Until February, Star lived in a rented apartment in Burlington, Vt., with her husband Danijal and daughter Alina, 6. Now the family lives in a modest Cape Cod, which they own. Danijal works 11-hour shifts as a truck driver, and Star works two jobs in order to make the mortgage, but the sacrifice, she says, is worth it. "It's amazing. We can do whatever we want. We can plant a garden. We can sit outside and have music and a cookout. We can live a normal and nice life."

    No doubt, for many American families, buying a home is a smart choice. On paper, putting nearly all your liquid assets into a single piece of property may look foolish, but in practice it often works out beautifully, with the mortgage paid off just before retirement, leaving a couple with a cheap place to live in old age. The point of questioning the virtues of owning a home isn't to question the decisions of families like the Korajkics; it is to take into account the trade-offs involved.

    One major trade-off: mobility. Being free to move around the country easily means that people can go where the jobs are. Fifteen years ago, Andrew Oswald, a professor of economics at the University of Warwick in the U.K., was one of the first to note that places with high homeownership rates seemed to have high rates of unemployment as well. Indeed, some of the U.S. cities with the highest rates of homeownership have stagnant Rust Belt economies: Detroit; Allentown, Pa.; Rochester, N.Y.; Akron, Ohio. "The economy is changing all the time, and we need people to be mobile in order to drop into the right job slots," Oswald says. Where most people own their homes, rentals are sparse, which makes it tougher for workers — especially young, nimble ones — to redeploy.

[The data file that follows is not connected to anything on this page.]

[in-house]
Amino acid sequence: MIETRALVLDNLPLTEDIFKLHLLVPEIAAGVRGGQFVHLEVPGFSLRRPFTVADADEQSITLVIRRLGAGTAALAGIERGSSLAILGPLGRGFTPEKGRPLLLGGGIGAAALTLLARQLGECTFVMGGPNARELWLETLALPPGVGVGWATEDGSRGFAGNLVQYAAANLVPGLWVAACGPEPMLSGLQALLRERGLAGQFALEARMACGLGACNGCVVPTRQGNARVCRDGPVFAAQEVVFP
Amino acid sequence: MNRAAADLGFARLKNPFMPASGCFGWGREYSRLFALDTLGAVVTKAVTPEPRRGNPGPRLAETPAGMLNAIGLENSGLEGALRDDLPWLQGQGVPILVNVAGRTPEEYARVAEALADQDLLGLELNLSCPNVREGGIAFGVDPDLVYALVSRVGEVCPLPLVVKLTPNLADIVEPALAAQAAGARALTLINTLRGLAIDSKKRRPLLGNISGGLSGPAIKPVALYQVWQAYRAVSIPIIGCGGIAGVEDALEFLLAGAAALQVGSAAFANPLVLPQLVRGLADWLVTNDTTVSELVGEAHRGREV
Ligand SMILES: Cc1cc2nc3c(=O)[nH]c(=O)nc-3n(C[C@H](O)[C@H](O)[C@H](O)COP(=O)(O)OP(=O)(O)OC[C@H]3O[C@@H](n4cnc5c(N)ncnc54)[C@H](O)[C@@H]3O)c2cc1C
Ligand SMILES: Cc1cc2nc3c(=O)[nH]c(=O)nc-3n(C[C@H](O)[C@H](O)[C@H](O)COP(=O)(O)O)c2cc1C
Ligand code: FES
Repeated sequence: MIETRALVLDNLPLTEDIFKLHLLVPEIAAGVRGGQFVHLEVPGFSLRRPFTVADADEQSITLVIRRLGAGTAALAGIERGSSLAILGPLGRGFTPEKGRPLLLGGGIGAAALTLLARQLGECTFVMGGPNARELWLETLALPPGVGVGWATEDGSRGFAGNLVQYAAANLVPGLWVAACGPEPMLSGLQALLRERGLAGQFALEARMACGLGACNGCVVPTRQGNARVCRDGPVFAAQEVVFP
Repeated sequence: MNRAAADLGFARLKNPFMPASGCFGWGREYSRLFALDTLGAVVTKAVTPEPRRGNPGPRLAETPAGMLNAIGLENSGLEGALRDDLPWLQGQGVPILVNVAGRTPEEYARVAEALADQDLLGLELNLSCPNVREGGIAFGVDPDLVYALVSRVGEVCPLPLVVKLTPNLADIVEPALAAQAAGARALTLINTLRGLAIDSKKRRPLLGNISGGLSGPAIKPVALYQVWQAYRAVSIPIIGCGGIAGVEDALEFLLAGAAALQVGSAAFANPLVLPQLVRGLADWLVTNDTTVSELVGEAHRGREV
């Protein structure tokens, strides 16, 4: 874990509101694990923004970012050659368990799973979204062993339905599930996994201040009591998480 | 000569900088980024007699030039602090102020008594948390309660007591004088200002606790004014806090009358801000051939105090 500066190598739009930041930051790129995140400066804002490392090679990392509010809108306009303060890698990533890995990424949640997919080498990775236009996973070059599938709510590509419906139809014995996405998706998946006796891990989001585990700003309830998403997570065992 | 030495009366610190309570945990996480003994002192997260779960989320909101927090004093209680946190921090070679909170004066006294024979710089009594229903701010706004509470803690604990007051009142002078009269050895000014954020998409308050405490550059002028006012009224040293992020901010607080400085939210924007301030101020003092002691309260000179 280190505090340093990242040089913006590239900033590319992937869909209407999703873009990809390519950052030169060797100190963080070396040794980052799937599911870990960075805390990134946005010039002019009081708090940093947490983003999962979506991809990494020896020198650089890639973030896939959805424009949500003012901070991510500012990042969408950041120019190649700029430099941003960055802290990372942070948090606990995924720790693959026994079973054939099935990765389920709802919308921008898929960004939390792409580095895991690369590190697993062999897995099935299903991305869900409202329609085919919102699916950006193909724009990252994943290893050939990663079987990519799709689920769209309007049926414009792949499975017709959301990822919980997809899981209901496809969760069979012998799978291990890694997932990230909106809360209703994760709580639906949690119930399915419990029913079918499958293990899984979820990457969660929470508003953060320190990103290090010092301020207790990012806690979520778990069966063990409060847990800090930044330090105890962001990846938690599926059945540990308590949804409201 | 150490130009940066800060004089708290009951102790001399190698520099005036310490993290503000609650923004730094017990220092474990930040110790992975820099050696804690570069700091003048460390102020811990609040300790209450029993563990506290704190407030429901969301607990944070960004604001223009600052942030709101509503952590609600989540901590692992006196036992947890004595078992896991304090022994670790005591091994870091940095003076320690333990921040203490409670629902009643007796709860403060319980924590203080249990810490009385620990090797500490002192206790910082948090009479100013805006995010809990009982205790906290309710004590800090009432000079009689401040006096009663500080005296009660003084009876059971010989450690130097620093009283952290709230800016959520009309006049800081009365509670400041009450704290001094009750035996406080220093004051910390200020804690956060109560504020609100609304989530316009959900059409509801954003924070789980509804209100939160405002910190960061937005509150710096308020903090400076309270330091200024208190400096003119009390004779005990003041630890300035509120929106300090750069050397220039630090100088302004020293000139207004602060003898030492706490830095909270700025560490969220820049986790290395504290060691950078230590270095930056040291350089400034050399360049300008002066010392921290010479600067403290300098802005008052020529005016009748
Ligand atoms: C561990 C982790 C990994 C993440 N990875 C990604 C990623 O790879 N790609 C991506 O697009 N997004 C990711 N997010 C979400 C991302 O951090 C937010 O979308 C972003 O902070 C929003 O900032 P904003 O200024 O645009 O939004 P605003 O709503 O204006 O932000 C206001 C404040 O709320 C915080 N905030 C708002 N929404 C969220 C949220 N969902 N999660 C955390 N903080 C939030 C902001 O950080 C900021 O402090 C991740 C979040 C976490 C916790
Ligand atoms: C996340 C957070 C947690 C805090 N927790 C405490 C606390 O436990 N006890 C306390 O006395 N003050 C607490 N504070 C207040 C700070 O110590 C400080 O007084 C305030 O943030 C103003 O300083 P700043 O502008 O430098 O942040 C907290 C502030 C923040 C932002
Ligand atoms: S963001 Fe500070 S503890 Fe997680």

The inflexibility that pervasive homeownership brings to labor markets has a cost. Lawrence Katz, an economist at Harvard University, notes that Americans, compared with other nationalities, are more prone to move in the wake of downturns. In a classic 1992 study, Katz and Olivier Jean Blanchard, then at the Massachusetts Institute of Technology, found that it takes U.S. regions about six years to recover from a local spike in unemployment, and during those six years the same number of people who have lost their jobs leave the area. "It's not that the jobs that disappeared come back," says Katz, "but that people move on to new areas with new opportunities." In a typical year, some 40 million Americans move — and nearly 20% do so for a job.

    Unless, of course, they can't. And that is the case for many now. In the wake of the April expiration of a short-term tax incentive to buy, existing home sales are again falling. With property values depressed, some 11 million homeowners now find themselves owing more on their loan than their house is worth. Even if a likely buyer appears, a sale is not a sure thing. Jenn Hartzell looked into selling her family's house in Glen Burnie, Md., when her husband retired from the Air Force and came across his "dream job" — working as a radio program director — in San Diego. But the value of the house was less than the amount the couple still owed on their mortgage. "We couldn't do it," says Hartzell. "We couldn't leave."